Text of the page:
Book review: America waits 300 years for best-seller

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The Great Mirror of Male Love, by Saikaku Ihara, translated with an introduction by Paul Gordon Schalow. Standford University Press, 1990, $37.50 - A fabulous follow-up to The Love of the Samurai (reviewed in the May 1990 Bulletin) is the first complete translation of Saikaku Ihara's sensational Nanshoku Okagam/The Great Mirror of Male Love (1687). This work, which brought the author his greatest fame, remained inaccessible to Westerners for nearly three hundred years. In 1899, in the first survey in English to discuss Japanese literature, William C. Aston wrote of Saikaku's work, "The very titles of some of (the stories) are too gross for quotation."

In the new Victorian age of the 1990s, the titles are still apt to cause discomfort, if not revulsion. For example, the sub-title of this book, Honcho Wake Fuzoku/The Custom of Boy Love in Our Land, was too much even in 1990 for the Stanford University Press to include on their cover. In 1911, Edward Carpenter's essay "The Samurai of Japan" quoted a German researcher, Ferdinand Karsch-Haack: "How is it possible to justify the complete neglect of this literature? Saikaku's work down not only belong to the history of literature generally, but is also a mine of information for the history of Japanese culture, such as can only be left out of consideration by willful suppression of the truth."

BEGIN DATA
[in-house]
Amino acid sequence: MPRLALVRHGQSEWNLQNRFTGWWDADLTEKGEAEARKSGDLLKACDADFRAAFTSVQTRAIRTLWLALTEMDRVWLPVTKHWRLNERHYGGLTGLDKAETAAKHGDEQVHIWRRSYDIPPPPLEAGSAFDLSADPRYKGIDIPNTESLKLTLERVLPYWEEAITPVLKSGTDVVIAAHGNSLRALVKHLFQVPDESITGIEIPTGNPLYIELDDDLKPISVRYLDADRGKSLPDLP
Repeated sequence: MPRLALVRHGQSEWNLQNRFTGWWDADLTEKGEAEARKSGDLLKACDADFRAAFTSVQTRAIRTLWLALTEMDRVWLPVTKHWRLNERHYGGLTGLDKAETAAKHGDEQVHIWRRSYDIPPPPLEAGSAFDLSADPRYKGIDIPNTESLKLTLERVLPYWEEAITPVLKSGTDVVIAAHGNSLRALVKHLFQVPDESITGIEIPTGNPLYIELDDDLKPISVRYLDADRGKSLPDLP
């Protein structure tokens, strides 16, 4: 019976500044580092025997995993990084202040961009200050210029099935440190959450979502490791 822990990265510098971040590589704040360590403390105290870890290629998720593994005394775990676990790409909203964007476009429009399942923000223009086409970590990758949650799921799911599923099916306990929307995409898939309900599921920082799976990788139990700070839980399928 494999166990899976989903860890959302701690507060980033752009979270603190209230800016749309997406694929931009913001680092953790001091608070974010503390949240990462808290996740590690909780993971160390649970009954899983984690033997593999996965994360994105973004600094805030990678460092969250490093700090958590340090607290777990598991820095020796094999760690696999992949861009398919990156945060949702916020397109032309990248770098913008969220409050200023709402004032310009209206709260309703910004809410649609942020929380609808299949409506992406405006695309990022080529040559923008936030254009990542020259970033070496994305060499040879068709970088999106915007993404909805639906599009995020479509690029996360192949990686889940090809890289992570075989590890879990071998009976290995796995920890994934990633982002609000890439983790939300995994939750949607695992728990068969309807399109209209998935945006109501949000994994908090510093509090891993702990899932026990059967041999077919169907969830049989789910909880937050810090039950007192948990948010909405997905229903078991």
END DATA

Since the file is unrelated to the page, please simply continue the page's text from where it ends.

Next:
NAMBLA members and friends are well aware of suppression of truth, as well as other devices used by church and state to present boy love as the most heinous crime ever invented. Common sense and even evidence are denied a hearing, as ignorance is the bigot's strongest weapon. (It is no wonder so many Americans are illiterate, as this serves both church and state.) Well, for those who can read, this book must be a kind of antidote to church/state poison, for it celebrates boy love as morally, spiritually, intellectually, romantically and physically superior to any other kind of love. It was so endorsed by Japanese church and state for a thousand years. [...]

We might agree with Saikaku when he wrote in the Preface to the book, on New Year's Day, 1687, "Our entry into the gateway of boy love has been delayed long enough!"

source: Book review 'America Waits 300 Years for Best-Seller' by Patrick Anthony; NAMBLA Bulletin, Vol. 11., n. 7; October 1990